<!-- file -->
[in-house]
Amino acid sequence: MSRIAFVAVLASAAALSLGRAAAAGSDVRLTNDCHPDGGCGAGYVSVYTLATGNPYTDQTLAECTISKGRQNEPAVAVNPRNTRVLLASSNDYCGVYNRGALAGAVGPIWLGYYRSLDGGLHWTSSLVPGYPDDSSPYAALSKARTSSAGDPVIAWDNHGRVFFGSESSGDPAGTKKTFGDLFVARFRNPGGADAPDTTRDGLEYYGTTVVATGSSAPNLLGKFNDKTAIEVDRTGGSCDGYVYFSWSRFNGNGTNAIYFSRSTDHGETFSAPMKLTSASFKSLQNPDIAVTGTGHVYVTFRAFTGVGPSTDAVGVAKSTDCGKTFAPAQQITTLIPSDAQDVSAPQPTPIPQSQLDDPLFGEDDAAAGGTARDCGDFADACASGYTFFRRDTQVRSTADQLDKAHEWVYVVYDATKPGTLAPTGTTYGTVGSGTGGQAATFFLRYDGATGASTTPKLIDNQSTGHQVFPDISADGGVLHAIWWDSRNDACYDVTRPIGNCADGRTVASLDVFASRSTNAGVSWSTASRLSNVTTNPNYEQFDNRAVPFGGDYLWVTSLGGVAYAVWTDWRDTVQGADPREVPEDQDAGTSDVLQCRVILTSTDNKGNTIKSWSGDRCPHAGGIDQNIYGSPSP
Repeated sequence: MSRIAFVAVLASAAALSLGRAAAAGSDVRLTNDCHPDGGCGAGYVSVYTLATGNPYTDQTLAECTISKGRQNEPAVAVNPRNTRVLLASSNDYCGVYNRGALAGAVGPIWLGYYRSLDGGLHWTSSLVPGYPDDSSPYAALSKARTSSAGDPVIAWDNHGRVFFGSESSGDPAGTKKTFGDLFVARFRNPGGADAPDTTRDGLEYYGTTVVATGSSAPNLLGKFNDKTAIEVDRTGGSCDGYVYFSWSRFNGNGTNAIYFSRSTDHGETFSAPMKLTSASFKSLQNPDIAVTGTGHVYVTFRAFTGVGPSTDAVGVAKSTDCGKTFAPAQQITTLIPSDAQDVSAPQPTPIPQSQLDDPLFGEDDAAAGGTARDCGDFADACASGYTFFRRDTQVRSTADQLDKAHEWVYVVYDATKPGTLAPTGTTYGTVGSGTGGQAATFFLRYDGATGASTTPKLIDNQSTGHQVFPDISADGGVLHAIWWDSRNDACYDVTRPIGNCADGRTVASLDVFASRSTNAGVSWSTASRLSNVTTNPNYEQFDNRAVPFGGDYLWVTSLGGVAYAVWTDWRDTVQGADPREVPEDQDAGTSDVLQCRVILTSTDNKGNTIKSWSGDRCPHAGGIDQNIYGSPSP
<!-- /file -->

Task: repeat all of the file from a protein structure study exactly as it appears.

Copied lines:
[in-house]
Amino acid sequence: MSRIAFVAVLASAAALSLGRAAAAGSDVRLTNDCHPDGGCGAGYVSVYTLATGNPYTDQTLAECTISKGRQNEPAVAVNPRNTRVLLASSNDYCGVYNRGALAGAVGPIWLGYYRSLDGGLHWTSSLVPGYPDDSSPYAALSKARTSSAGDPVIAWDNHGRVFFGSESSGDPAGTKKTFGDLFVARFRNPGGADAPDTTRDGLEYYGTTVVATGSSAPNLLGKFNDKTAIEVDRTGGSCDGYVYFSWSRFNGNGTNAIYFSRSTDHGETFSAPMKLTSASFKSLQNPDIAVTGTGHVYVTFRAFTGVGPSTDAVGVAKSTDCGKTFAPAQQITTLIPSDAQDVSAPQPTPIPQSQLDDPLFGEDDAAAGGTARDCGDFADACASGYTFFRRDTQVRSTADQLDKAHEWVYVVYDATKPGTLAPTGTTYGTVGSGTGGQAATFFLRYDGATGASTTPKLIDNQSTGHQVFPDISADGGVLHAIWWDSRNDACYDVTRPIGNCADGRTVASLDVFASRSTNAGVSWSTASRLSNVTTNPNYEQFDNRAVPFGGDYLWVTSLGGVAYAVWTDWRDTVQGADPREVPEDQDAGTSDVLQCRVILTSTDNKGNTIKSWSGDRCPHAGGIDQNIYGSPSP
Repeated sequence: MSRIAFVAVLASAAALSLGRAAAAGSDVRLTNDCHPDGGCGAGYVSVYTLATGNPYTDQTLAECTISKGRQNEPAVAVNPRNTRVLLASSNDYCGVYNRGALAGAVGPIWLGYYRSLDGGLHWTSSLVPGYPDDSSPYAALSKARTSSAGDPVIAWDNHGRVFFGSESSGDPAGTKKTFGDLFVARFRNPGGADAPDTTRDGLEYYGTTVVATGSSAPNLLGKFNDKTAIEVDRTGGSCDGYVYFSWSRFNGNGTNAIYFSRSTDHGETFSAPMKLTSASFKSLQNPDIAVTGTGHVYVTFRAFTGVGPSTDAVGVAKSTDCGKTFAPAQQITTLIPSDAQDVSAPQPTPIPQSQLDDPLFGEDDAAAGGTARDCGDFADACASGYTFFRRDTQVRSTADQLDKAHEWVYVVYDATKPGTLAPTGTTYGTVGSGTGGQAATFFLRYDGATGASTTPKLIDNQSTGHQVFPDISADGGVLHAIWWDSRNDACYDVTRPIGNCADGRTVASLDVFASRSTNAGVSWSTASRLSNVTTNPNYEQFDNRAVPFGGDYLWVTSLGGVAYAVWTDWRDTVQGADPREVPEDQDAGTSDVLQCRVILTSTDNKGNTIKSWSGDRCPHAGGIDQNIYGSPSP